Summary List Placement
When even doctors and nurses have lost faith in the CDC, you know there’s a problem with America’s foremost public health agency.
In a devastating indictment of the Centers for Disease Control and Prevention (CDC), a recent WebMD/Medscape poll found 77% of doctors — and coincidentally, 77% of nurses — said their trust in the Centers for Disease Control and Prevention (CDC) has declined during the pandemic. It’s tough to make the case that ordinary Americans should put their faith in the institution when these groups don’t.
To be sure, the CDC is composed of fallible human beings, almost all of whom are trying their best to provide accurate and necessary guidance.
And it should be plainly stated that during the early days of the COVID-19 pandemic everyone was flying blind, even medical experts who sometimes accidentally broadcast confusing information or were later forced to correct previous statements as the facts on the ground changed.
The folks at the CDC obviously have their work cut out for them when it comes to winning back the public.
But for the good of public health, the CDC should also prioritize repairing its reputation among the medical professionals tasked with carrying out its vital guidelines.
The “trust the science” agency has spoiled trust in science
The CDC’s crisis of confidence is of its own making, as evidenced by a RAND Corporation poll released in April that showed a roughly 10% decline in trust among Americans.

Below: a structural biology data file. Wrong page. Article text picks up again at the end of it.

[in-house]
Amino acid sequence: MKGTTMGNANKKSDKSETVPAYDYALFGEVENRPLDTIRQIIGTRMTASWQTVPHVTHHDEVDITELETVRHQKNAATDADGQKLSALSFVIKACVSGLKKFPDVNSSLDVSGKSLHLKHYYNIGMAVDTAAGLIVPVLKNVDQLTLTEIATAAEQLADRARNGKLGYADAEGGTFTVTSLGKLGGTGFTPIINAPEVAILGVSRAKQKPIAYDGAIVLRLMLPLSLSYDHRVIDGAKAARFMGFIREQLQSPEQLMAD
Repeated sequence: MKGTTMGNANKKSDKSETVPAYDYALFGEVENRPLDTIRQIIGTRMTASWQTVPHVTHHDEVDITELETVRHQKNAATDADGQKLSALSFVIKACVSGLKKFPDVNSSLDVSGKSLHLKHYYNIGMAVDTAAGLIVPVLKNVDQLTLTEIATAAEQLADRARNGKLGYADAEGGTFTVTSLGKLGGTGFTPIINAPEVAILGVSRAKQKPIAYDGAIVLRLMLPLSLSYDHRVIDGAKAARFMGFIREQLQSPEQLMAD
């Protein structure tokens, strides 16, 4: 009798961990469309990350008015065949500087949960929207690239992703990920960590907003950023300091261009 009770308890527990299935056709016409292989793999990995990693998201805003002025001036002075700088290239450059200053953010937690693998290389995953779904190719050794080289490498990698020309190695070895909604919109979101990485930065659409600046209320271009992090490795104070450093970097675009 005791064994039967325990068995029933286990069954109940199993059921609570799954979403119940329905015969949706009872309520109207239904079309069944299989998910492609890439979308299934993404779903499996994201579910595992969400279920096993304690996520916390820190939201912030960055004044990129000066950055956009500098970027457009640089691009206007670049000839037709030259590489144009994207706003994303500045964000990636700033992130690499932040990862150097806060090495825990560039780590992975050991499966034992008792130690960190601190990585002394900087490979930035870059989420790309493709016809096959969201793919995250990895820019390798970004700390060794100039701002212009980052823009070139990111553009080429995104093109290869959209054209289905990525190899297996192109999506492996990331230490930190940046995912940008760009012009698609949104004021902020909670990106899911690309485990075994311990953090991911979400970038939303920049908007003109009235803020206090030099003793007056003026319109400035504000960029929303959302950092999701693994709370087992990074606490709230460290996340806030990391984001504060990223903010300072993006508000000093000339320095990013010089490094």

And it all begins and ends with masks.
The agency regularly infantilized Americans “for our own good” throughout the pandemic with misleading, over-cautious guidance. But the road to hell is paved with good intentions.
After the criminally incompetent Trump administration proved so unprepared for a pandemic in early 2020, the CDC infamously misled the public by saying masks are ineffective at stopping the spread of COVID.
It was a ploy to buy enough time for the federal government to replenish the nation’s supply of personal protective equipment — the lack of which led to infuriating images of frontline health care workers wearing garbage bags and snorkel masks to keep from getting infected as they worked nonstop days and nights surrounded by gruesome illness and death.
But after the CDC whip-sawed between “Masks don’t work!” to “Wear masks pretty much everywhere, indefinitely!”, it opened the door to Trumpworld pablum that everything the CDC did was part of a globalist conspiracy to whittle away Americans’ freedoms.
That’s ridiculous, of course, and it was partly fueled by misinformation’s ever-increasing grip on American culture. But an institution whose guidance carries society-wide life-and-death consequences can maybe get away with the excuse that the public “couldn’t handle the truth” once, while still not completely torpedoing its reputation.
In a disastrous Senate hearing this May, CDC director Rochelle Walensky defended the agency’s recommendation that masks continue to be worn outdoors based on a meta-analysis that said “fewer than 10%” of COVID transmissions happen outdoors. (Epidemiologists say the real number is much closer to 0.1% than it is to 10%.)